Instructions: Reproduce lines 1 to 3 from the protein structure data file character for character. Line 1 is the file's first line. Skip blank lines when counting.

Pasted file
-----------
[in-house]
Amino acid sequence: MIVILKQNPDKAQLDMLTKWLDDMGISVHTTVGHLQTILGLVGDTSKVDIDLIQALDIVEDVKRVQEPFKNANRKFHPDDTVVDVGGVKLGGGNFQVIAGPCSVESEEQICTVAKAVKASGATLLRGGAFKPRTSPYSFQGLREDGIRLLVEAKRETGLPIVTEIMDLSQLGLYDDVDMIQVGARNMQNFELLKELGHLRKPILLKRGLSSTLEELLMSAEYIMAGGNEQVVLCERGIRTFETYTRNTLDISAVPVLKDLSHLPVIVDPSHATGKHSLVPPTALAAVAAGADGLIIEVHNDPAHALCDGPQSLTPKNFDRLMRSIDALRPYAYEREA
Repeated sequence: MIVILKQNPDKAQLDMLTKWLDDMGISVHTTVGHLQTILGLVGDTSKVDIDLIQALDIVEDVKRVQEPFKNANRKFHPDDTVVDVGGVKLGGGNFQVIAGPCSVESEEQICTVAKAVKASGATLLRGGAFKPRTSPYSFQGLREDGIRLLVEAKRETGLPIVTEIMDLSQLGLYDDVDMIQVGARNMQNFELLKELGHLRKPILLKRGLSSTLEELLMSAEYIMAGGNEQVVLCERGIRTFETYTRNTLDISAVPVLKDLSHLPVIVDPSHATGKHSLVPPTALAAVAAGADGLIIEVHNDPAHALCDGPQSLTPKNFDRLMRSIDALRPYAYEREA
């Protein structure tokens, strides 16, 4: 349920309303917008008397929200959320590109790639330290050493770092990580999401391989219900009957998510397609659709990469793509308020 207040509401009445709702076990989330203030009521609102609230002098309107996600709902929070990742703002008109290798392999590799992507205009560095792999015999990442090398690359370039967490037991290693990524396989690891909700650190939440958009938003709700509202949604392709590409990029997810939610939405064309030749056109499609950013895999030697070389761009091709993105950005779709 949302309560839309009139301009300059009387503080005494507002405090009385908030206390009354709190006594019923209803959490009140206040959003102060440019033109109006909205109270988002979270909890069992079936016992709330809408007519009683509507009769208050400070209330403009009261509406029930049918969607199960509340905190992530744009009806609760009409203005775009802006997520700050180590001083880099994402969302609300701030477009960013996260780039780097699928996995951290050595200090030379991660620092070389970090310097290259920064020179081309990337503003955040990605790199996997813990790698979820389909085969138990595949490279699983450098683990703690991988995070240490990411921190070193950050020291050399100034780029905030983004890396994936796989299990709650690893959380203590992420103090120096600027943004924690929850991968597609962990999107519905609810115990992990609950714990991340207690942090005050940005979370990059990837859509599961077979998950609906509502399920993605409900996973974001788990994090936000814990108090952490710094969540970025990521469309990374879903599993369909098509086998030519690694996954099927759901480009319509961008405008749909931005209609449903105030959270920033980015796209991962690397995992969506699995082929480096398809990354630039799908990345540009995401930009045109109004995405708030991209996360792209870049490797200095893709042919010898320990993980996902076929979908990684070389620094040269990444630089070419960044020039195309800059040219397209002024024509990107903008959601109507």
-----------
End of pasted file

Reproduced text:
[in-house]
Amino acid sequence: MIVILKQNPDKAQLDMLTKWLDDMGISVHTTVGHLQTILGLVGDTSKVDIDLIQALDIVEDVKRVQEPFKNANRKFHPDDTVVDVGGVKLGGGNFQVIAGPCSVESEEQICTVAKAVKASGATLLRGGAFKPRTSPYSFQGLREDGIRLLVEAKRETGLPIVTEIMDLSQLGLYDDVDMIQVGARNMQNFELLKELGHLRKPILLKRGLSSTLEELLMSAEYIMAGGNEQVVLCERGIRTFETYTRNTLDISAVPVLKDLSHLPVIVDPSHATGKHSLVPPTALAAVAAGADGLIIEVHNDPAHALCDGPQSLTPKNFDRLMRSIDALRPYAYEREA
Repeated sequence: MIVILKQNPDKAQLDMLTKWLDDMGISVHTTVGHLQTILGLVGDTSKVDIDLIQALDIVEDVKRVQEPFKNANRKFHPDDTVVDVGGVKLGGGNFQVIAGPCSVESEEQICTVAKAVKASGATLLRGGAFKPRTSPYSFQGLREDGIRLLVEAKRETGLPIVTEIMDLSQLGLYDDVDMIQVGARNMQNFELLKELGHLRKPILLKRGLSSTLEELLMSAEYIMAGGNEQVVLCERGIRTFETYTRNTLDISAVPVLKDLSHLPVIVDPSHATGKHSLVPPTALAAVAAGADGLIIEVHNDPAHALCDGPQSLTPKNFDRLMRSIDALRPYAYEREA